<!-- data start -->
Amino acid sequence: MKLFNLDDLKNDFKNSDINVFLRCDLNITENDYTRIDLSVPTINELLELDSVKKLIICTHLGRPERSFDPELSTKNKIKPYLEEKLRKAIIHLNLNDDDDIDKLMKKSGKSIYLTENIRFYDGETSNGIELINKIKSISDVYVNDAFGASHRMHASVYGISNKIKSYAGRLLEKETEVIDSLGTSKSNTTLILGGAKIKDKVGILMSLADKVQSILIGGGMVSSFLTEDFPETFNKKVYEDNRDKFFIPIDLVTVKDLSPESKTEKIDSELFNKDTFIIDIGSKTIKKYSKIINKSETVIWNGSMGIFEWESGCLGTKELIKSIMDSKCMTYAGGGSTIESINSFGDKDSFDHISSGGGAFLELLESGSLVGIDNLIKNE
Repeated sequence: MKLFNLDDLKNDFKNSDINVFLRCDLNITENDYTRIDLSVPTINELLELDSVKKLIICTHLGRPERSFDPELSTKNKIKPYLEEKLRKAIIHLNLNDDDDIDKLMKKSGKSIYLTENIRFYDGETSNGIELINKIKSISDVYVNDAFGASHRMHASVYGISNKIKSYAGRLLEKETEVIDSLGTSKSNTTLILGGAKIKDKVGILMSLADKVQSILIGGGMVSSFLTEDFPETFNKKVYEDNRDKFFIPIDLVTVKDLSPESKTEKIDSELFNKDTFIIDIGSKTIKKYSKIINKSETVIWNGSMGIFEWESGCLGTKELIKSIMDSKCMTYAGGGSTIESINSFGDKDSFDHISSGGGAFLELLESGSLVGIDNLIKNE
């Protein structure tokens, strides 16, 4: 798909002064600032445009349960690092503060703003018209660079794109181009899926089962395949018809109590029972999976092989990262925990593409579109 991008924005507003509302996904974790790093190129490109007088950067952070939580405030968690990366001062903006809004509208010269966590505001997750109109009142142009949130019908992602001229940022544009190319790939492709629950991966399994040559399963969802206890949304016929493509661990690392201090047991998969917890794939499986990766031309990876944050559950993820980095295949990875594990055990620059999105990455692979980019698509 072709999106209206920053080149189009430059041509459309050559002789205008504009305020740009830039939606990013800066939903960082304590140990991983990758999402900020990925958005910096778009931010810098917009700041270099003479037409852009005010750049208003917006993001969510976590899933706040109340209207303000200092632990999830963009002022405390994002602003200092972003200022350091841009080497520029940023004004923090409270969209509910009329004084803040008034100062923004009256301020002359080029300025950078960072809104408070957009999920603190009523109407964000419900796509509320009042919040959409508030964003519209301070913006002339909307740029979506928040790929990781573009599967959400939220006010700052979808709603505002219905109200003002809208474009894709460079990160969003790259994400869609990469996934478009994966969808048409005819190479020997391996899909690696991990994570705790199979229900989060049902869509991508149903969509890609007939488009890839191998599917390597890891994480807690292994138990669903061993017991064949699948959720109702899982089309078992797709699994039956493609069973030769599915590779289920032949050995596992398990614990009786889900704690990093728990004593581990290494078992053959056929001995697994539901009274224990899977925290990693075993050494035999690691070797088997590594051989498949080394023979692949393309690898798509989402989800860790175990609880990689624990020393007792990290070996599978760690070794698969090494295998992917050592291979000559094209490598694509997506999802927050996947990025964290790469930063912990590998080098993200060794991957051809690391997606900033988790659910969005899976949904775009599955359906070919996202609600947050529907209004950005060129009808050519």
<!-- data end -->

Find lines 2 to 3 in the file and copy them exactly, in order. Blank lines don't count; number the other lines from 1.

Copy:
Repeated sequence: MKLFNLDDLKNDFKNSDINVFLRCDLNITENDYTRIDLSVPTINELLELDSVKKLIICTHLGRPERSFDPELSTKNKIKPYLEEKLRKAIIHLNLNDDDDIDKLMKKSGKSIYLTENIRFYDGETSNGIELINKIKSISDVYVNDAFGASHRMHASVYGISNKIKSYAGRLLEKETEVIDSLGTSKSNTTLILGGAKIKDKVGILMSLADKVQSILIGGGMVSSFLTEDFPETFNKKVYEDNRDKFFIPIDLVTVKDLSPESKTEKIDSELFNKDTFIIDIGSKTIKKYSKIINKSETVIWNGSMGIFEWESGCLGTKELIKSIMDSKCMTYAGGGSTIESINSFGDKDSFDHISSGGGAFLELLESGSLVGIDNLIKNE
């Protein structure tokens, strides 16, 4: 798909002064600032445009349960690092503060703003018209660079794109181009899926089962395949018809109590029972999976092989990262925990593409579109 991008924005507003509302996904974790790093190129490109007088950067952070939580405030968690990366001062903006809004509208010269966590505001997750109109009142142009949130019908992602001229940022544009190319790939492709629950991966399994040559399963969802206890949304016929493509661990690392201090047991998969917890794939499986990766031309990876944050559950993820980095295949990875594990055990620059999105990455692979980019698509 072709999106209206920053080149189009430059041509459309050559002789205008504009305020740009830039939606990013800066939903960082304590140990991983990758999402900020990925958005910096778009931010810098917009700041270099003479037409852009005010750049208003917006993001969510976590899933706040109340209207303000200092632990999830963009002022405390994002602003200092972003200022350091841009080497520029940023004004923090409270969209509910009329004084803040008034100062923004009256301020002359080029300025950078960072809104408070957009999920603190009523109407964000419900796509509320009042919040959409508030964003519209301070913006002339909307740029979506928040790929990781573009599967959400939220006010700052979808709603505002219905109200003002809208474009894709460079990160969003790259994400869609990469996934478009994966969808048409005819190479020997391996899909690696991990994570705790199979229900989060049902869509991508149903969509890609007939488009890839191998599917390597890891994480807690292994138990669903061993017991064949699948959720109702899982089309078992797709699994039956493609069973030769599915590779289920032949050995596992398990614990009786889900704690990093728990004593581990290494078992053959056929001995697994539901009274224990899977925290990693075993050494035999690691070797088997590594051989498949080394023979692949393309690898798509989402989800860790175990609880990689624990020393007792990290070996599978760690070794698969090494295998992917050592291979000559094209490598694509997506999802927050996947990025964290790469930063912990590998080098993200060794991957051809690391997606900033988790659910969005899976949904775009599955359906070919996202609600947050529907209004950005060129009808050519």